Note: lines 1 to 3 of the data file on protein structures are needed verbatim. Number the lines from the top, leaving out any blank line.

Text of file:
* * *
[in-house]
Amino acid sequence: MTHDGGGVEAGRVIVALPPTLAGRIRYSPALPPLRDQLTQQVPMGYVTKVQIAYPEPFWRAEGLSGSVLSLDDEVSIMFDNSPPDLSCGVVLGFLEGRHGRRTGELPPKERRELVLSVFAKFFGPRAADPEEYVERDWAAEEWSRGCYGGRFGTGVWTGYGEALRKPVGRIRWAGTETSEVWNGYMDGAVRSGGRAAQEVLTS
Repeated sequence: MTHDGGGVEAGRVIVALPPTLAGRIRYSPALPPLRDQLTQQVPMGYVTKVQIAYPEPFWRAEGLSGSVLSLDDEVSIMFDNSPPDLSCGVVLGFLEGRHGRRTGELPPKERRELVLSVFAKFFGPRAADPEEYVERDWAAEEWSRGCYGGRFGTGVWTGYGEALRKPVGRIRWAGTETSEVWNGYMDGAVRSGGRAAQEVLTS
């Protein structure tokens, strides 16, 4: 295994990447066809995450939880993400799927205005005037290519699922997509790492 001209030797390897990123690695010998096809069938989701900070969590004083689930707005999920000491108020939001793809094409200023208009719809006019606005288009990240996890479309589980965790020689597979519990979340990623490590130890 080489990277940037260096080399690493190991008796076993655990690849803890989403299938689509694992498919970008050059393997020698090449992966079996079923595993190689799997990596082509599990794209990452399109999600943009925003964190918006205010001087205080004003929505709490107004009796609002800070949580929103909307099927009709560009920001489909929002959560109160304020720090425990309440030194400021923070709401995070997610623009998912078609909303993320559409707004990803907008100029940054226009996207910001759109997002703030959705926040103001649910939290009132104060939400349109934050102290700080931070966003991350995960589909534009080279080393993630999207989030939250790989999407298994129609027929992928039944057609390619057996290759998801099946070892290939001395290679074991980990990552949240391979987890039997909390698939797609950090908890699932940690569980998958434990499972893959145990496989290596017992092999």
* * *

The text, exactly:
[in-house]
Amino acid sequence: MTHDGGGVEAGRVIVALPPTLAGRIRYSPALPPLRDQLTQQVPMGYVTKVQIAYPEPFWRAEGLSGSVLSLDDEVSIMFDNSPPDLSCGVVLGFLEGRHGRRTGELPPKERRELVLSVFAKFFGPRAADPEEYVERDWAAEEWSRGCYGGRFGTGVWTGYGEALRKPVGRIRWAGTETSEVWNGYMDGAVRSGGRAAQEVLTS
Repeated sequence: MTHDGGGVEAGRVIVALPPTLAGRIRYSPALPPLRDQLTQQVPMGYVTKVQIAYPEPFWRAEGLSGSVLSLDDEVSIMFDNSPPDLSCGVVLGFLEGRHGRRTGELPPKERRELVLSVFAKFFGPRAADPEEYVERDWAAEEWSRGCYGGRFGTGVWTGYGEALRKPVGRIRWAGTETSEVWNGYMDGAVRSGGRAAQEVLTS